Pro-Iran, pro-terror group's comments attributed to Qatari Emir sparks GCC outrage

Sheikh Tamim bin Hamad Al Thani
Updated 24 May 2017
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Pro-Iran, pro-terror group's comments attributed to Qatari Emir sparks GCC outrage

JEDDAH: An outpour of criticism was unleashed via social and traditional media outlets in the Gulf after the official Qatar News Agency (QNA) carried comments attributed to the nation's Emir, Sheikh Tamim bin Hamad al-Thani, said to have been made at a graduation ceremony of the national service (military conscription) where he has endorsed Iran, Hamas and Hezbollah.
He also reportedly spoke of "tensions" with the new US administration and predicted the President Donald J. Trump will not last long, citing domestic political problems in Washington over ties with Russia.
Al-Thani also seems to have praised Iran which even the previous US administration under President Obama labeled as the "biggest state sponsor of terror" as an "Islamic power" and a source of stability in the region.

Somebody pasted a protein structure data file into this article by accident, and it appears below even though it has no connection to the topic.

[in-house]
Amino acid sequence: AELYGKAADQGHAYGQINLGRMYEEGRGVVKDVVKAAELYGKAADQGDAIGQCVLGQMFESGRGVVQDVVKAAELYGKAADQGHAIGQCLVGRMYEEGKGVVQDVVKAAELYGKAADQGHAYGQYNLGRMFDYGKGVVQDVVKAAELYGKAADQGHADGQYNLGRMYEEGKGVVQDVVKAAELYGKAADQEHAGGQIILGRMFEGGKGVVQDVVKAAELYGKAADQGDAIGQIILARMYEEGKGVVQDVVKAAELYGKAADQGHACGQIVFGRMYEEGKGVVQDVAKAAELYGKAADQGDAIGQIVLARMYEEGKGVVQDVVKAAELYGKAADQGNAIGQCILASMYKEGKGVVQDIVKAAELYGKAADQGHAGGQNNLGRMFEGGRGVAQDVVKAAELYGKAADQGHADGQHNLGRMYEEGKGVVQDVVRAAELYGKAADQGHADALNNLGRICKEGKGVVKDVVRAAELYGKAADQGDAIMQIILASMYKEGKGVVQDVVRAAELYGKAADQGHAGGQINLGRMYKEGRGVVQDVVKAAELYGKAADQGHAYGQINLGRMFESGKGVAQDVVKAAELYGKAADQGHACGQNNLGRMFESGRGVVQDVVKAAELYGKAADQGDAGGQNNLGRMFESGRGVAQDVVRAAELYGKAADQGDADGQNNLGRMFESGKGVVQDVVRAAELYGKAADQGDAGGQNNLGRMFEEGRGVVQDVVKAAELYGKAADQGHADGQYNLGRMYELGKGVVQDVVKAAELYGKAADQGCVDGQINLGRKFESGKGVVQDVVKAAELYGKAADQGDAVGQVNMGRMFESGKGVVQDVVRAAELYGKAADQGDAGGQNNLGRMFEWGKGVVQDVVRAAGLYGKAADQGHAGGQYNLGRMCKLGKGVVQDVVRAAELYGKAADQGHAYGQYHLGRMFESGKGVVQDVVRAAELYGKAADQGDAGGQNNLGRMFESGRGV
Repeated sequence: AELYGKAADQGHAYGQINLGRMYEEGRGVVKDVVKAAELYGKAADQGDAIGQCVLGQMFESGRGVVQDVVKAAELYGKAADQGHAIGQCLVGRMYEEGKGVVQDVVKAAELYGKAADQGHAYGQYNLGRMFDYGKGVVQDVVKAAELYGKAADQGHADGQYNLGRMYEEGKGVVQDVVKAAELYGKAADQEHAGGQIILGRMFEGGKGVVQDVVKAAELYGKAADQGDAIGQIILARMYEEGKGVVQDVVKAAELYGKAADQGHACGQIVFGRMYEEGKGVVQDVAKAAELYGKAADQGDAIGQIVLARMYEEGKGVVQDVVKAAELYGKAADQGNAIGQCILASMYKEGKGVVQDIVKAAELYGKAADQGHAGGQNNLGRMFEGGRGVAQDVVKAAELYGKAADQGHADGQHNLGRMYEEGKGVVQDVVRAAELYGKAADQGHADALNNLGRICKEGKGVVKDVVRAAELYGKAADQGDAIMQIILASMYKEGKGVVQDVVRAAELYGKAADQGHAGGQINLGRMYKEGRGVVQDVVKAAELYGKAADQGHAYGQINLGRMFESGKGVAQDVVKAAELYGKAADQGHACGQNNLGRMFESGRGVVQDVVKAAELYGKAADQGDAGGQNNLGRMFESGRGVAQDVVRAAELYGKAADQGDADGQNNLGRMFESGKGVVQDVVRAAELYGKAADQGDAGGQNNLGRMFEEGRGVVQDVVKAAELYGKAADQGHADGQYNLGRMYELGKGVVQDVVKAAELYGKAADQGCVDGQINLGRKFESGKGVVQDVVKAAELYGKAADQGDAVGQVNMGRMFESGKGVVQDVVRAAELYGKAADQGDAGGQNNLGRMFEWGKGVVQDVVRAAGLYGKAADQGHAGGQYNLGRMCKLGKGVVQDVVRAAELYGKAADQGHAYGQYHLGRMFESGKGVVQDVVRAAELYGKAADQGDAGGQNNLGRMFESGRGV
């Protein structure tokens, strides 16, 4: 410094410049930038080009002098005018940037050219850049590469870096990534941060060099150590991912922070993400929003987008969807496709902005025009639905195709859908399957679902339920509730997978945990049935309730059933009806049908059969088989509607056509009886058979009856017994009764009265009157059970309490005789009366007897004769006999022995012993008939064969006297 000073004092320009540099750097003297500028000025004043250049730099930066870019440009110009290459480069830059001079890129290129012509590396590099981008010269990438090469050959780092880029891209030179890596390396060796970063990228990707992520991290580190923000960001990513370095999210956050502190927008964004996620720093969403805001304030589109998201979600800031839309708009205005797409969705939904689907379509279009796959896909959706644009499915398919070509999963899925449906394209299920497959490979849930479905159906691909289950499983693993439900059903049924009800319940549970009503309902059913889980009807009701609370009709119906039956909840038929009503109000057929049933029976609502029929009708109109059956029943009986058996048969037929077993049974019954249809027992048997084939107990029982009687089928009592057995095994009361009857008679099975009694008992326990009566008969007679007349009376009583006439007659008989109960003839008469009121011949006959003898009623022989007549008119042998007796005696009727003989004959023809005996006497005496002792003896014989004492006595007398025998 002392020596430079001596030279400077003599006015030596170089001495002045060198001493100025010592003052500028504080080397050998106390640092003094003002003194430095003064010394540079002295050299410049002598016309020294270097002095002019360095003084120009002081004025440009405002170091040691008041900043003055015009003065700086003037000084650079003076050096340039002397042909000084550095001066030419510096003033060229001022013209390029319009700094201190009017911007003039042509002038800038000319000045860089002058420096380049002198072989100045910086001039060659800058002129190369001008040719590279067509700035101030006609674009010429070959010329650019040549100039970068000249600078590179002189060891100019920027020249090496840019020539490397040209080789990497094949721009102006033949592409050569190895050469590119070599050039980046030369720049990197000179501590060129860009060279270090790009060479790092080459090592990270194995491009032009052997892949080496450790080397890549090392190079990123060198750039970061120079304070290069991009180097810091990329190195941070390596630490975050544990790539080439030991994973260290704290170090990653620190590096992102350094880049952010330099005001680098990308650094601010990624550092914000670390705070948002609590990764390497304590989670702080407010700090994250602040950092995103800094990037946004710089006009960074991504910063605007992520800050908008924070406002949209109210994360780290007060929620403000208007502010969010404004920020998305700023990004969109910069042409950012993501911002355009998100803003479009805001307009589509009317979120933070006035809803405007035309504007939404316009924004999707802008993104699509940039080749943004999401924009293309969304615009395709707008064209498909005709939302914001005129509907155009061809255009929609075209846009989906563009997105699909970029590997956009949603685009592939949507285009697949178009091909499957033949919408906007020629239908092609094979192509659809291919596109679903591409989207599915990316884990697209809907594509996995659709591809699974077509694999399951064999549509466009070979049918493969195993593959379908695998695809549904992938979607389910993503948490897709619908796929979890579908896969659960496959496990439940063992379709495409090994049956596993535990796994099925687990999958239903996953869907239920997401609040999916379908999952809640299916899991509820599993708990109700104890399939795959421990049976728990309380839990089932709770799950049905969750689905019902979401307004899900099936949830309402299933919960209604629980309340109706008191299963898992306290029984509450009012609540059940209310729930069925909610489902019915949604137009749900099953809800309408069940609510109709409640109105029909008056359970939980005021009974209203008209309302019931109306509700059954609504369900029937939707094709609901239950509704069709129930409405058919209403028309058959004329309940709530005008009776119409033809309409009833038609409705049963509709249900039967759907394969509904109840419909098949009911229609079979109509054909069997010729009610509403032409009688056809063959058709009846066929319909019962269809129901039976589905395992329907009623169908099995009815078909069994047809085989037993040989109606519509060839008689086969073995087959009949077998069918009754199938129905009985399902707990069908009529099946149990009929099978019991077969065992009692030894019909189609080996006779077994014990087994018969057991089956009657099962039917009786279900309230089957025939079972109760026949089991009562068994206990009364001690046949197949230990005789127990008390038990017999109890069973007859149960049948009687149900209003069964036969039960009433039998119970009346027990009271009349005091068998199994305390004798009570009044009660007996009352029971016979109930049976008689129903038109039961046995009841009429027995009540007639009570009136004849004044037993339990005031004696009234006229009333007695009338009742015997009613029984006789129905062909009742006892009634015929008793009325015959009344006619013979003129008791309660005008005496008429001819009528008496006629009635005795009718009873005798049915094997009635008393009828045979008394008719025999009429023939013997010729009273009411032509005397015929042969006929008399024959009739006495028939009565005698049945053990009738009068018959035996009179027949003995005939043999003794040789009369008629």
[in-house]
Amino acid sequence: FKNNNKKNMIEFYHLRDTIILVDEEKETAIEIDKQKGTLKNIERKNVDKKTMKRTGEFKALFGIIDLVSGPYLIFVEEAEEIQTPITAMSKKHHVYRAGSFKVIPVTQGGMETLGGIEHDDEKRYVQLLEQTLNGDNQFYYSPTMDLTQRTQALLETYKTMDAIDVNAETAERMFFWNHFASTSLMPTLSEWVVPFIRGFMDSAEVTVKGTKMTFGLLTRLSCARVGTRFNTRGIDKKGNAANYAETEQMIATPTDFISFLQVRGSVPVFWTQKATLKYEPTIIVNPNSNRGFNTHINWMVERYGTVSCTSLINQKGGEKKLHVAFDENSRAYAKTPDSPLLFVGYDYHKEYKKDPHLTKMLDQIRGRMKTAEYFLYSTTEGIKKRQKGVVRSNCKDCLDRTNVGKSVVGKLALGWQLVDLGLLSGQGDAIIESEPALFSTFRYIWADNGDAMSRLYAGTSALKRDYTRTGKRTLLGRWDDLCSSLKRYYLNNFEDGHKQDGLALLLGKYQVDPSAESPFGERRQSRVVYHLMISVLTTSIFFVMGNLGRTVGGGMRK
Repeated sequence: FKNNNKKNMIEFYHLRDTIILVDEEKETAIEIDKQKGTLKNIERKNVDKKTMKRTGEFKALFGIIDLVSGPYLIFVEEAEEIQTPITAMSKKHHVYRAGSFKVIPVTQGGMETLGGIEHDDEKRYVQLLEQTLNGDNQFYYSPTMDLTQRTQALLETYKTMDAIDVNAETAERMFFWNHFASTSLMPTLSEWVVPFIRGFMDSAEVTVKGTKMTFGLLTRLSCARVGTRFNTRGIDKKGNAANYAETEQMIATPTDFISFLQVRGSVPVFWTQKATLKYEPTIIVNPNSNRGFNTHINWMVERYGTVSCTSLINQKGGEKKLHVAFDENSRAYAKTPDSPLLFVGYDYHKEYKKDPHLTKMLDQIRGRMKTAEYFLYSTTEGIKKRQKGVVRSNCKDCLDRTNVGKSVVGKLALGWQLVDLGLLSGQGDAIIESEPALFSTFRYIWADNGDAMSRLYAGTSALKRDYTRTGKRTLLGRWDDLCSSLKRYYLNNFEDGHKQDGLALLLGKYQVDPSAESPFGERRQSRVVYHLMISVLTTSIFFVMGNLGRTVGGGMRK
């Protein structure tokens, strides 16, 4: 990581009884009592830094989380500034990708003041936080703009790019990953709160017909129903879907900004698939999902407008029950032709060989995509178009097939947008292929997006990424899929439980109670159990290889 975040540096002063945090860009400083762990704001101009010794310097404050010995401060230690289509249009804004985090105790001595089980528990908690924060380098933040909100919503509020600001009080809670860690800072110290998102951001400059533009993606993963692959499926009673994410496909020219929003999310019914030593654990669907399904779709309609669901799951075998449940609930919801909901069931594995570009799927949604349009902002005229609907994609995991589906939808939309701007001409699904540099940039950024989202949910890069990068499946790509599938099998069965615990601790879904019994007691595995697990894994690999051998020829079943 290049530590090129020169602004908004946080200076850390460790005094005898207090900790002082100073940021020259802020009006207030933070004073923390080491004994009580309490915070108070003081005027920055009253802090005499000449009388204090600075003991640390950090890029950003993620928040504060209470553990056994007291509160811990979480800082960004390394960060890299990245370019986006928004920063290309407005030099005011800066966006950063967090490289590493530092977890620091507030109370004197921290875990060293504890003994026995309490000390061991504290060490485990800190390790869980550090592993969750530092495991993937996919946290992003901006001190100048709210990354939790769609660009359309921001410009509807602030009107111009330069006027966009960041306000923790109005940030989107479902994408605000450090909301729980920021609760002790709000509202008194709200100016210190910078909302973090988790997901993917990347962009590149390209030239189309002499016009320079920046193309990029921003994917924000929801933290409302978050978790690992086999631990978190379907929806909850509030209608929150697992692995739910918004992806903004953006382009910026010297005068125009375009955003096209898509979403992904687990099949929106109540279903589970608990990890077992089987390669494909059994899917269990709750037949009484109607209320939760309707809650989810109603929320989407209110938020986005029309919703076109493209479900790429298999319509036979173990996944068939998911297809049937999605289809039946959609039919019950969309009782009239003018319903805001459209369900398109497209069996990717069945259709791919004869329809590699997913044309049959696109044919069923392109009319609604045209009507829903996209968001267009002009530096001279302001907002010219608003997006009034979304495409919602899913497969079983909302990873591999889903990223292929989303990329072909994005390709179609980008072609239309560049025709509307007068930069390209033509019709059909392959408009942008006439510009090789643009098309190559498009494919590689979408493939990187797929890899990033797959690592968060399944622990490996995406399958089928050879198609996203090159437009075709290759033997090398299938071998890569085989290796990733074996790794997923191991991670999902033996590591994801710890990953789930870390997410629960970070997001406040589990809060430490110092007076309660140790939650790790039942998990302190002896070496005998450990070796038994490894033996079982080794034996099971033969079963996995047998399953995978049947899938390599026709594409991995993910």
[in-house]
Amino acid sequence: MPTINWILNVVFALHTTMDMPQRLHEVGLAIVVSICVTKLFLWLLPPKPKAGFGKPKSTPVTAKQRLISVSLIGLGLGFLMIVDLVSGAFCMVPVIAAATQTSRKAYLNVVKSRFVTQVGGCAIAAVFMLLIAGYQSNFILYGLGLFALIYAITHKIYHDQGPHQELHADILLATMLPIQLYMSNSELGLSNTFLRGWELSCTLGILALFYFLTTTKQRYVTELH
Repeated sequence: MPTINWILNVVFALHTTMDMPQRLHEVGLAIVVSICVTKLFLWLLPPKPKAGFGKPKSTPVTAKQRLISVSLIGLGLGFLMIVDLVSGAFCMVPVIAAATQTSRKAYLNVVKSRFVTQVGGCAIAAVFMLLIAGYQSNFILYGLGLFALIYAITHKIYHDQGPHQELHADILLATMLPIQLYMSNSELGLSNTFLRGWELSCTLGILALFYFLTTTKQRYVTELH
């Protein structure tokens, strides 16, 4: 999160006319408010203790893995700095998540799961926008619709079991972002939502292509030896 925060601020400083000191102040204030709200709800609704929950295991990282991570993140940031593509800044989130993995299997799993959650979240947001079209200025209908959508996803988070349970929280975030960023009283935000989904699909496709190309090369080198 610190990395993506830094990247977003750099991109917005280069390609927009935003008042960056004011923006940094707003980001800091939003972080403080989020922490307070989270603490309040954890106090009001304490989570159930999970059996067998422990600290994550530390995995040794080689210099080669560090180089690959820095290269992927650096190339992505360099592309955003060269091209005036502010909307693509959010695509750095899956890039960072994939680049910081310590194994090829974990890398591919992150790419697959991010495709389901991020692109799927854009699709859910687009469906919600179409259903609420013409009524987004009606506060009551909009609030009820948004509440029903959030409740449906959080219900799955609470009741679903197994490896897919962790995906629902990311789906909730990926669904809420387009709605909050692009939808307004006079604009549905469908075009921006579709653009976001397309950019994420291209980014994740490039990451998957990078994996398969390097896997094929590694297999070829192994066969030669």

“There is no wisdom in harboring hostility towards Iran,” he said.
Despite the emir allegedly Saying that the relations with Israel are “good,” he went on to describe Hamas — which is designated as a terrorist organization by the US, EU and Israel and is condemned even by Arab countries for firing missiles towards civilians — as the "official representative of Palestinians."
Hamas — either in whole or in part — is regarded as a terrorist organization by several countries and international organizations, most notably by Israel, US and EU.
Despite this endorsement of Hamas, the Emir seems to have still refuted allegations of his country supporting terror, yet Doha is infamous for supporting both Lebanon's Hezbollah and Egypt's Muslim Brotherhood, which is designated a terrorist group by fellow GCC countries.
He reportedly also criticized the UAE, Bahrain and Egypt for waging a campaign against Doha. All three counties are fierce critics of the Muslim Brotherhood. However, he seems to have not mentioned Saudi Arabia by name.